Wagner confirmed he is serving as his own agent, and like Wilson said he hopes he can remain in Seattle long term.

“Would I like to be taken care of before the season? That’d be great,’’ Wagner said. “If I don’t, then that wouldn’t be the end of the world. I understand this is a business and I’m prepared for anything that happens. If they sign me before then, cool. If they don’t, cool too. I want to be here. This is where I want to be for my career. This is an amazing city, amazing fans, an amazing organization and so I would love to be here. We’ll make sure business takes care of itself.”

Here are a few more notes from locker clean out day:


Much of the post-game debate about Seattle’s loss centered on the team’s offensive play calling and whether the Seahawks should have passed more with the running game largely ineffective. Dallas held Seattle to 73 yards on 24 carries, the second-lowest total of the year for the Seahawks.

Seattle had a run-to-pass ratio of 23 to 16 before passing on its final 11 plays of the game in an ultimately futile effort to catch up.

Wilson chose his words carefully when asked if he thought the Seahawks should have taken to the air more often, but made it clear he would have been fine if they had done just that.

“You know I think that when you reflect back on it, we were throwing it pretty well in the game and I think we could have kept doing that some more,’’ Wilson said. “But also you want to stay true to running the ball, too. So I think that like I said this game was kind of similar to the Carolina game I felt like, a little bit. They did a pretty good job stopping us on the run and in that game we had to throw the ball and make some plays and I think this game was kind of similar in that sense. If we could have done that a little bit more maybe earlier… but I think also, too, we could have been better, we could have been better on some of the runs and some of the things we were doing. That’s part of the game.’’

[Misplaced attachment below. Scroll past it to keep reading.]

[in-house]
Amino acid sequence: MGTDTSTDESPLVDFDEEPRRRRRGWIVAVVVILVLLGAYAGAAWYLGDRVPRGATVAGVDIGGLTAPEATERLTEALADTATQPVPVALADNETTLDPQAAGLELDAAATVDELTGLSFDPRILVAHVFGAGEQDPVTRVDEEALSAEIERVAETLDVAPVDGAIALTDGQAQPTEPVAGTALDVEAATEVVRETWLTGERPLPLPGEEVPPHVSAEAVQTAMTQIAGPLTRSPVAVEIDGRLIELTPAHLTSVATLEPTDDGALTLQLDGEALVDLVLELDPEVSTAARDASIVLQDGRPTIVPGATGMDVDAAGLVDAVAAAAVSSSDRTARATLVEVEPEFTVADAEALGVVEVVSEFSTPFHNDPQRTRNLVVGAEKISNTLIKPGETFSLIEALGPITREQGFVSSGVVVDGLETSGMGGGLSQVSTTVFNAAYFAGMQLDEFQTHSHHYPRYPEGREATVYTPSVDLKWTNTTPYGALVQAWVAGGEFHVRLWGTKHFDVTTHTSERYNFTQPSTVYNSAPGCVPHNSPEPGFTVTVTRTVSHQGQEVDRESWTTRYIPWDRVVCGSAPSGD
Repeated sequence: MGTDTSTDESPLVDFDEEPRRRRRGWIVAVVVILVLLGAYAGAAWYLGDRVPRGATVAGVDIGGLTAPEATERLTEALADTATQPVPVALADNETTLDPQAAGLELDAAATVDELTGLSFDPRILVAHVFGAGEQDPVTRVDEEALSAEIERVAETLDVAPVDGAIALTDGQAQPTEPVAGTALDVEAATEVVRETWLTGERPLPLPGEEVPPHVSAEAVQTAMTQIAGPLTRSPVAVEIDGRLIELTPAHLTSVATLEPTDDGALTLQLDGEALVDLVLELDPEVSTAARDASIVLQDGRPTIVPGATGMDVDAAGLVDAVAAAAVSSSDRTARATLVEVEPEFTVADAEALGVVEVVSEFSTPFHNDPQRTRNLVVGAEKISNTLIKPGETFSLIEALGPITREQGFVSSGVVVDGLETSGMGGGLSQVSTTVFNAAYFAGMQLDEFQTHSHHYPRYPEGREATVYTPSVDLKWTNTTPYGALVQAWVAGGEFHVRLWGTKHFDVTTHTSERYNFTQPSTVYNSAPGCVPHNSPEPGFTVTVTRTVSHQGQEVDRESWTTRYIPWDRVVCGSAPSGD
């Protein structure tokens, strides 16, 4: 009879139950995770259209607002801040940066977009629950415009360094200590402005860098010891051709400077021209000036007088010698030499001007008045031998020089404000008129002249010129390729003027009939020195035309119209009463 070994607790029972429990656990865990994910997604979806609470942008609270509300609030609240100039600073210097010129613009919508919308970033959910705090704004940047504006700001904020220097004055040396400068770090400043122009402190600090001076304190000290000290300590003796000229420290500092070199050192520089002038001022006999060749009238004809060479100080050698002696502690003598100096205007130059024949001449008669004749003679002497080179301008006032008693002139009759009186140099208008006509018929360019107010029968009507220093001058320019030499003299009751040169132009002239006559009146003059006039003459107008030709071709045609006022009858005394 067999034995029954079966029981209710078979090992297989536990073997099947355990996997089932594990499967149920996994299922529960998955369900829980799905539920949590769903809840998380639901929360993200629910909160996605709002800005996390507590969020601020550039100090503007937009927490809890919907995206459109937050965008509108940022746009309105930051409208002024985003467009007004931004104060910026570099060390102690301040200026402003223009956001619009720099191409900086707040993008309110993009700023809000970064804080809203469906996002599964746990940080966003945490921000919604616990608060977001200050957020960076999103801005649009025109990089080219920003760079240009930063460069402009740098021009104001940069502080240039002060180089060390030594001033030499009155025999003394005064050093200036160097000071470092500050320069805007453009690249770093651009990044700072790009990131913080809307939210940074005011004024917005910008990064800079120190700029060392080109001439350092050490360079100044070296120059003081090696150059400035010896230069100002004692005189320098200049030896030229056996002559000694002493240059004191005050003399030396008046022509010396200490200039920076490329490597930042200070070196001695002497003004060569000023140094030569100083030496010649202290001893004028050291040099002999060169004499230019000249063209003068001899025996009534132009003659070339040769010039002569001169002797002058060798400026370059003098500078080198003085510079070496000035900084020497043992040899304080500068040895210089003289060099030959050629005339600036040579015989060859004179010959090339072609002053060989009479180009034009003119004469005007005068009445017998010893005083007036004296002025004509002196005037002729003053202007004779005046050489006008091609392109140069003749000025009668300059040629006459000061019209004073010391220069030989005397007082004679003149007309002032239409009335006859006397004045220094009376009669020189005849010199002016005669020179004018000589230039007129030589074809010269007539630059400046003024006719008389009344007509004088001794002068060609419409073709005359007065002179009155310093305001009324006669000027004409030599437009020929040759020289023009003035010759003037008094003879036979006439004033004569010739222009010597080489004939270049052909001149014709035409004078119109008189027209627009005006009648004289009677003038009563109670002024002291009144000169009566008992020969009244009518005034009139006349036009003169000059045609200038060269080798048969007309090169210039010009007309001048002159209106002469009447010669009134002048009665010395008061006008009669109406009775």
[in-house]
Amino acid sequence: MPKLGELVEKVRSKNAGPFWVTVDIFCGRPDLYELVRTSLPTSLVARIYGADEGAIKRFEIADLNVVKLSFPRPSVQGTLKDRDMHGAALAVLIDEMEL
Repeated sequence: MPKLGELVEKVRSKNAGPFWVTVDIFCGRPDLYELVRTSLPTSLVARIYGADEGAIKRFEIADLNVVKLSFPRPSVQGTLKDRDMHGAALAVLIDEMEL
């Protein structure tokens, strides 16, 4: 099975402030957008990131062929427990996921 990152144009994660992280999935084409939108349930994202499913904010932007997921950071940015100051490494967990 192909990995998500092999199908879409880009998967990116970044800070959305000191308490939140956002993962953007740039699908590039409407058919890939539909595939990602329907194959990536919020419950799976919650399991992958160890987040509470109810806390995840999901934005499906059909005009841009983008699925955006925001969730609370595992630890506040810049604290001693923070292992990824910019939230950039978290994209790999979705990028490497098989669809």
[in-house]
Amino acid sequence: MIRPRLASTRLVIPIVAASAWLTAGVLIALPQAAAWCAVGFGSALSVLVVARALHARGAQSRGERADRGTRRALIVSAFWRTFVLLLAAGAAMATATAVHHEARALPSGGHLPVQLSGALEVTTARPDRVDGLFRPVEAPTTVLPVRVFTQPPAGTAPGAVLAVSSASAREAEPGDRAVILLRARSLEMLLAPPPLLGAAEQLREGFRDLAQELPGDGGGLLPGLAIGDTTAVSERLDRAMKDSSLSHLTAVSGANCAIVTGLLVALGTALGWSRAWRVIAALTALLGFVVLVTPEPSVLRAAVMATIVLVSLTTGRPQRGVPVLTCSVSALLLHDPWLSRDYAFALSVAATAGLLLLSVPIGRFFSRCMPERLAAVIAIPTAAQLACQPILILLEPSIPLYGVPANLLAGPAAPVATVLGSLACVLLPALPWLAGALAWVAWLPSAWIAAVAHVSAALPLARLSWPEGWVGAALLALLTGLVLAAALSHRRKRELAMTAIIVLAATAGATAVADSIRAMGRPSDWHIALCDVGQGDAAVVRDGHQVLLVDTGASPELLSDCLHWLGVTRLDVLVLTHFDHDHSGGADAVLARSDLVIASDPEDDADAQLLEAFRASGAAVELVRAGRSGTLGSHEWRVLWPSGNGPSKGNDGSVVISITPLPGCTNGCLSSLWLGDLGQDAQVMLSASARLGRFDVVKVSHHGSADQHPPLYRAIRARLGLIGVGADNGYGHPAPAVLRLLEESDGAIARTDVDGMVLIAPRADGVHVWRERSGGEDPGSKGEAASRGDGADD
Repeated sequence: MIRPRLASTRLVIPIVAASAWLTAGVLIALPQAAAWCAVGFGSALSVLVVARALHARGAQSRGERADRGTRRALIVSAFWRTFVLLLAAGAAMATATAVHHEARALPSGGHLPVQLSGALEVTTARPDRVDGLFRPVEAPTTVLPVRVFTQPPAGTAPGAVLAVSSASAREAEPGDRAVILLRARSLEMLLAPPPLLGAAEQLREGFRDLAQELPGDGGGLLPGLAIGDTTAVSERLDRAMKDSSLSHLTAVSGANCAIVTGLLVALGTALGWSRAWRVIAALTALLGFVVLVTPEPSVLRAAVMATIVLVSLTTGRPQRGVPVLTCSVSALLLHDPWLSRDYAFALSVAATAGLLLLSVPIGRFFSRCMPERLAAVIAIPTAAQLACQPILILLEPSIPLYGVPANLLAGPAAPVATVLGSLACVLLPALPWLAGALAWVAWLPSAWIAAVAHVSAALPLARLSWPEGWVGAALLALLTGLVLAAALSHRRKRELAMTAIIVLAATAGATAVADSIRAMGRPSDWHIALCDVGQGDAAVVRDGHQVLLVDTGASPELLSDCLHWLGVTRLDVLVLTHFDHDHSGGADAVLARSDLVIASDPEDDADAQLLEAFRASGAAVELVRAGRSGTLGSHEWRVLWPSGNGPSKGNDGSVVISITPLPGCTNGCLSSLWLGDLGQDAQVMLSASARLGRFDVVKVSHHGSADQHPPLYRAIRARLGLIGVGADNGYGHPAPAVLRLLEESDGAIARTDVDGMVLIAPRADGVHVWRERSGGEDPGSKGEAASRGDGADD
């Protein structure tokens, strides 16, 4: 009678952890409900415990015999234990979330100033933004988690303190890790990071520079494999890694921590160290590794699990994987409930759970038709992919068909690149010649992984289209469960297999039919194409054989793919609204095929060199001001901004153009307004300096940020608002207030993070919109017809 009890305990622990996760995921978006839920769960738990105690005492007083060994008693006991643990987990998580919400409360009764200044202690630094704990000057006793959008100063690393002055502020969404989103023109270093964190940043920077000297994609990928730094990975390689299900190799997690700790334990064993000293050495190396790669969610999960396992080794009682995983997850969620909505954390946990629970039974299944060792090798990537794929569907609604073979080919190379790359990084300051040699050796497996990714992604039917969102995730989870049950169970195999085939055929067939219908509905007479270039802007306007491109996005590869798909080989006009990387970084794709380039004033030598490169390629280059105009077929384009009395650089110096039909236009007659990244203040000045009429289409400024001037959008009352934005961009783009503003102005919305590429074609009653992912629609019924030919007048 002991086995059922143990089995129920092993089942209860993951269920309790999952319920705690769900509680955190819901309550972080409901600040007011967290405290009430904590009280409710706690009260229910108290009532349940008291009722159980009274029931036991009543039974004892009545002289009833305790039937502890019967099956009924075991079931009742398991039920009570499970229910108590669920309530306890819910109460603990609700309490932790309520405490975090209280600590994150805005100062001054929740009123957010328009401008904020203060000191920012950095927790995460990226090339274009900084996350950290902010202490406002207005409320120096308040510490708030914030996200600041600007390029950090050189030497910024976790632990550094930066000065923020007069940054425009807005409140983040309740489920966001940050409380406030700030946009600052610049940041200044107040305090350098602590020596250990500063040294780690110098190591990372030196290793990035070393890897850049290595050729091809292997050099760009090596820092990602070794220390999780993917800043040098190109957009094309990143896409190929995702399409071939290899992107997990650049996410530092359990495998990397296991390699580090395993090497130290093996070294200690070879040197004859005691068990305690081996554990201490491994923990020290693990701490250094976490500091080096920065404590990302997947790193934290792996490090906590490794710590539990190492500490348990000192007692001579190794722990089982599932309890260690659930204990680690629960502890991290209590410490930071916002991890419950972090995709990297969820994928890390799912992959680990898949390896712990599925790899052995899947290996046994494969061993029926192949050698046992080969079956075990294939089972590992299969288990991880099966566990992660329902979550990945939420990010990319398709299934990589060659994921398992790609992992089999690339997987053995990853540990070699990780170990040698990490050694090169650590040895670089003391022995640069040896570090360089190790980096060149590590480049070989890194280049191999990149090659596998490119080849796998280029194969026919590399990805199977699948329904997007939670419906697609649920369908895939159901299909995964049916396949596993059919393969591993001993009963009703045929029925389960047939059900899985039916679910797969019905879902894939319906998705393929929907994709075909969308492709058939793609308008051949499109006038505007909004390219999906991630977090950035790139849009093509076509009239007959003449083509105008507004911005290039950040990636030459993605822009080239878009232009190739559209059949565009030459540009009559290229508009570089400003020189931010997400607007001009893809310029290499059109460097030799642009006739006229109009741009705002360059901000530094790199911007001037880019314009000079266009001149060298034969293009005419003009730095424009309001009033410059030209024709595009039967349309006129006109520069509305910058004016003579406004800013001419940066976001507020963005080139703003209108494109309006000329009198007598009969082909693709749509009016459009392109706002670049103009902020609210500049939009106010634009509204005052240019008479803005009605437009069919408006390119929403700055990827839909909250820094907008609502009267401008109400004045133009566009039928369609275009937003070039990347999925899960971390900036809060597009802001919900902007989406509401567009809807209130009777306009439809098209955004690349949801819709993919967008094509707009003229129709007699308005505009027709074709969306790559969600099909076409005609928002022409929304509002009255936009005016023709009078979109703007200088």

(Seattle coach Pete Carroll will hold his season-ending news conference Monday morning and did not talk to the media Sunday).


Sweezy started and played the entire game despite suffering a foot injury on Dec. 23 against the Chiefs that he confirmed on Sunday was a chipped bone.

“It’s not like a break down the middle, it’s more like a chip,’’ he said. “But it’s technically still broken.’’ Sweezy said he won’t need surgery, saying “it will heal perfectly on its own. Just time is all it needs.’’

Carroll said Sweezy would need a month or so to recover and called it “an excellent effort just to pull that off’ and be able to play.

Sweezy said the foot was sore Sunday but nothing he can’t handle.

“Playoffs, man,’’ he said. “Win or go home. I’d do it again. I’d do it again in a heartbeat. It’s just how I am. No regret about that.’’


If the offensive game plan figures to be second-guessed all offseason, Seattle took a 14-10 lead before the defense then allowed drives of 67 and 63 yards to allow Dallas to take control.

The Cowboys, in fact, had 131 yards on 21 plays in the fourth quarter. Dallas finished with a 68-52 edge in plays and an easy thing to wonder is if the Seattle defense simply got worn down — Dallas had 70 of its 164 yards rushing for the game in the fourth quarter on 16 attempts.

Wagner, though, said he didn’t think fatigue was an issue.

“I think at this point in the season you are so well conditioned that it shouldn’t be a factor,’’ Wagner said. “So I would never make an excuse on that. If we are out there we need to make the plays.’’

And to Wagner, that’s all that happened down the stretch.

“They just made plays,’’ he said. “They made plays and we didn’t. We needed to execute better, especially towards the end.’’

That was most notable on what might have been the key play of the game, a 16-yard run on a quarterback draw by Dak Prescott on a third-and-14 play that took the ball to the 1 and set up a Prescott TD that put Dallas ahead 24-14 with 2:08 left.

“It’s sucks,’’ Wagner said of that play.”To let him have a third-and-14 and allow him to get that close to scoring is bad. But you know, I’ll see him again.’’